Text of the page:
Thursday Sep 11, 2014
FSMB Offers Licensing Solution for Docs Looking to Practice in Multiple States
My home state -- Iowa -- shares its borders with six other states. With my state-issued driver's license, I can drive not only in all six of those states but in any other state in the nation. As part of this system, a longstanding interstate compact allows the vast majority of states to share information regarding license suspensions and traffic violations of nonresidents. The states where infractions occur may forward information to a driver's home state, which then applies its own laws to the out-of-state offense.
That system makes sense. Unfortunately, the same can't be said of the way states view medical licenses. I've been in practice for more than 20 years, but the second I drive across one of those state lines, my Iowa medical license is invalid.
On Sept. 5, the Federation of State Medical Boards (FSMB) took a major step toward solving this problem when it finalized model legislation(www.fsmb.org) to create an Interstate Medical Licensure Compact that would expedite the process of issuing licenses for physicians who wish to practice in multiple states.
The key word here is "expedite." Under the current system, physicians who wish to practice in more than one state have to navigate a fairly burdensome process that involves paperwork, fees and three to six months of waiting.
Expediting the process would benefit physicians who live near a state line, are licensed to practice on one side of that state line and seek privileges at a hospital or other facility on the other side of that line. The change also could help alleviate physician shortages in rural and underserved areas and pave the way for greater use of telemedicine. (It's worth noting that earlier this year, FSMB adopted new guidelines for telemedicine(www.fsmb.org).)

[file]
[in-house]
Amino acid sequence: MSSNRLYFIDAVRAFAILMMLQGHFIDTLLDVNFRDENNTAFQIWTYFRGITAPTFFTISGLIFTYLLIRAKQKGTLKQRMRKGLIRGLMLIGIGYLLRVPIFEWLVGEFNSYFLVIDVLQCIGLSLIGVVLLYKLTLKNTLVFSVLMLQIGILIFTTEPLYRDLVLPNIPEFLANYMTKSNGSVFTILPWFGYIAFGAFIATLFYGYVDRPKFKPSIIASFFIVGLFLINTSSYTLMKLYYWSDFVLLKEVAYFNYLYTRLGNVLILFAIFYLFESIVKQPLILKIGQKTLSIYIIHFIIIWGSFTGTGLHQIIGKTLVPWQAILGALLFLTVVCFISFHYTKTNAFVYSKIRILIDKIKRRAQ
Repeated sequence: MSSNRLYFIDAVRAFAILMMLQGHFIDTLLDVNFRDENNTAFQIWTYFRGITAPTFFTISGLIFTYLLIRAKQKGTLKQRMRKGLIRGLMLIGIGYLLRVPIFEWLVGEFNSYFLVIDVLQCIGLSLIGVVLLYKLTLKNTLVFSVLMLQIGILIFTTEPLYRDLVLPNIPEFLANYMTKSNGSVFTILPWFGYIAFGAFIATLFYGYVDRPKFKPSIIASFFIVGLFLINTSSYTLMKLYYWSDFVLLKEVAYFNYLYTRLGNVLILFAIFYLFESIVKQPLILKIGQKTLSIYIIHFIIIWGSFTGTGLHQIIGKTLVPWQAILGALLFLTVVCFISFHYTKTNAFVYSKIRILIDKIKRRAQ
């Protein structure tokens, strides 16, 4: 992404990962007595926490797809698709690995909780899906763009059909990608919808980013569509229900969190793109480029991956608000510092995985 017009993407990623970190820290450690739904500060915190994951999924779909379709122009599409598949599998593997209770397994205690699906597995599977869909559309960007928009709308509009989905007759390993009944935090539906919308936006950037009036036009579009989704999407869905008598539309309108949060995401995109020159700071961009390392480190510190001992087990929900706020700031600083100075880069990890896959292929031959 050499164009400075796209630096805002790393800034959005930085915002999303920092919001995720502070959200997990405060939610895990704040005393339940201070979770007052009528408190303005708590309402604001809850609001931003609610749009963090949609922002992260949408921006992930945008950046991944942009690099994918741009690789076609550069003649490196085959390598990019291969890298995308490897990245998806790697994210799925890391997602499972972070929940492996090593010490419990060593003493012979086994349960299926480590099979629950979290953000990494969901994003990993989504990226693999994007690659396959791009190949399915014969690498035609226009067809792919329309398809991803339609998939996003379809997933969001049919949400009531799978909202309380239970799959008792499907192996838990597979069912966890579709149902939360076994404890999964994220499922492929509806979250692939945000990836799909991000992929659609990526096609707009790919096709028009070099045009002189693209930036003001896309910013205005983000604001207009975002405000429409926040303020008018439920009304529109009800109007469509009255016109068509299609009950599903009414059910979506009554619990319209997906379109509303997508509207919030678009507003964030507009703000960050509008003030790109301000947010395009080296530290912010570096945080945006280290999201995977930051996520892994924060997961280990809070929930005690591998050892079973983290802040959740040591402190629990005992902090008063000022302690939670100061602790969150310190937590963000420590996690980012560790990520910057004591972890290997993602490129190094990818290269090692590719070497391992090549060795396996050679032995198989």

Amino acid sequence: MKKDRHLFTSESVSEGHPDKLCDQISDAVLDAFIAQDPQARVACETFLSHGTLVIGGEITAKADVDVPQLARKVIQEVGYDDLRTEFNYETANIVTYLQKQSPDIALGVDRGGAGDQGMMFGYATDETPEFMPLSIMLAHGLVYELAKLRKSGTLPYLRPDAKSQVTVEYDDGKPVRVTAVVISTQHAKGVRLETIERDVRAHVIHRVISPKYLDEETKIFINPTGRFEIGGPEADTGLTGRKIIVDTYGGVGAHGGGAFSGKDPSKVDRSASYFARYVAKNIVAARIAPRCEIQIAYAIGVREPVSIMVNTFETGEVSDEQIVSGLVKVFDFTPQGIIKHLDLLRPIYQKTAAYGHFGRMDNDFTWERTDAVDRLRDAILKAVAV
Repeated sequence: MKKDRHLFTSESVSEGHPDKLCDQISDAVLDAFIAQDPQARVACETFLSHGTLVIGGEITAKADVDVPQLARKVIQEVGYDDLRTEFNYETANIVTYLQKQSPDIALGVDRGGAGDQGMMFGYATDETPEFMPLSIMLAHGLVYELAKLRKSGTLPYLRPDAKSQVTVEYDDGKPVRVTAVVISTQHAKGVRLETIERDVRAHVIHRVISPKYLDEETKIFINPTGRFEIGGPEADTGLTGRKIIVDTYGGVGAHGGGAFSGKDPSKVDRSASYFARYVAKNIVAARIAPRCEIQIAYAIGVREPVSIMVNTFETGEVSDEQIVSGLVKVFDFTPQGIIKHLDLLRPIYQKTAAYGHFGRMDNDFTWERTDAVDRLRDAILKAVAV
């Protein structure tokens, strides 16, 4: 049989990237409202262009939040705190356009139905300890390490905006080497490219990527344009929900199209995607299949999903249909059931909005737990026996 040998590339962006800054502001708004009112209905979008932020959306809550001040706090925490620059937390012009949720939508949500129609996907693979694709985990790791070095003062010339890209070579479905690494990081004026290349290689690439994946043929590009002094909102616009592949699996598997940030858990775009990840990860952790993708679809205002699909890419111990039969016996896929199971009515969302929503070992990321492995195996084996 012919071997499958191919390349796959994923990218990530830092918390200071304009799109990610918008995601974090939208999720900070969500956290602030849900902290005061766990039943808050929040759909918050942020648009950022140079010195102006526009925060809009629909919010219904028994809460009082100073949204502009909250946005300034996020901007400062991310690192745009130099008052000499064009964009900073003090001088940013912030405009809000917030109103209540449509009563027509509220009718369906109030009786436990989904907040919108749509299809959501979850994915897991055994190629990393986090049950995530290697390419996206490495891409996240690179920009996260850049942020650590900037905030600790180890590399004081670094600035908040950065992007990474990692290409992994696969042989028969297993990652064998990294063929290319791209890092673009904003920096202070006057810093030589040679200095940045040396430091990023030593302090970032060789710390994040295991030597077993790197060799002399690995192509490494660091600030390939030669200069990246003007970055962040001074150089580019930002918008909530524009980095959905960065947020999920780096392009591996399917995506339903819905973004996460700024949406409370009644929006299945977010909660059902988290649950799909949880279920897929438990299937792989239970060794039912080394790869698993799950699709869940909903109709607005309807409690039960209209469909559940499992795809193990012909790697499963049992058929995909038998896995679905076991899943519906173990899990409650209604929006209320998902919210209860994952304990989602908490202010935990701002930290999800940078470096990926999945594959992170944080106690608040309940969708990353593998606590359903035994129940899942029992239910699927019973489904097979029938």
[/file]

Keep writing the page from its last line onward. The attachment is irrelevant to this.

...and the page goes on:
Under the terms of the model legislation, a physician would apply for a multi-state license through his or her home state. That state would determine whether the physician meets the following eligibility requirements for the compact:
- Possession of a full and unrestricted license in a compact state;
- Successful completion of a graduate medical education program approved by the Accreditation Council for Graduate Medical Education or the American Osteopathic Association;
- Specialty certification or possession of a time-unlimited certification recognized by the American Board of Medical Specialties or the American Osteopathic Association Bureau of Osteopathic Specialists;
- A clean disciplinary record;
- No discipline from any agency related to controlled substances;
- No pending investigations by any agency or law enforcement entity.
The proposed legislation would make it easier for states to share information and improve tracking and investigation of physicians who have been disciplined or are under investigation. Physicians who do not meet these criteria may still be able to receive a license in multiple states but not through the expedited process.
The model legislation has the potential to help put more physicians in the areas where we are needed most, but, ironically creating an expedited process could take time. Now that the model legislation has been finalized, state legislatures and medical boards can begin to consider its adoption(www.fsmb.org). Each state must pass the compact to participate. That means family physicians who want this proposal to succeed should talk to your state chapters, who could help move this issue forward, or your state medical boards. Better yet, share your opinion directly with your state legislators.
Robert Lee, M.D., is a member of the AAFP Board of Directors.
Posted at 02:31PM Sep 11, 2014 by Robert Lee, M.D.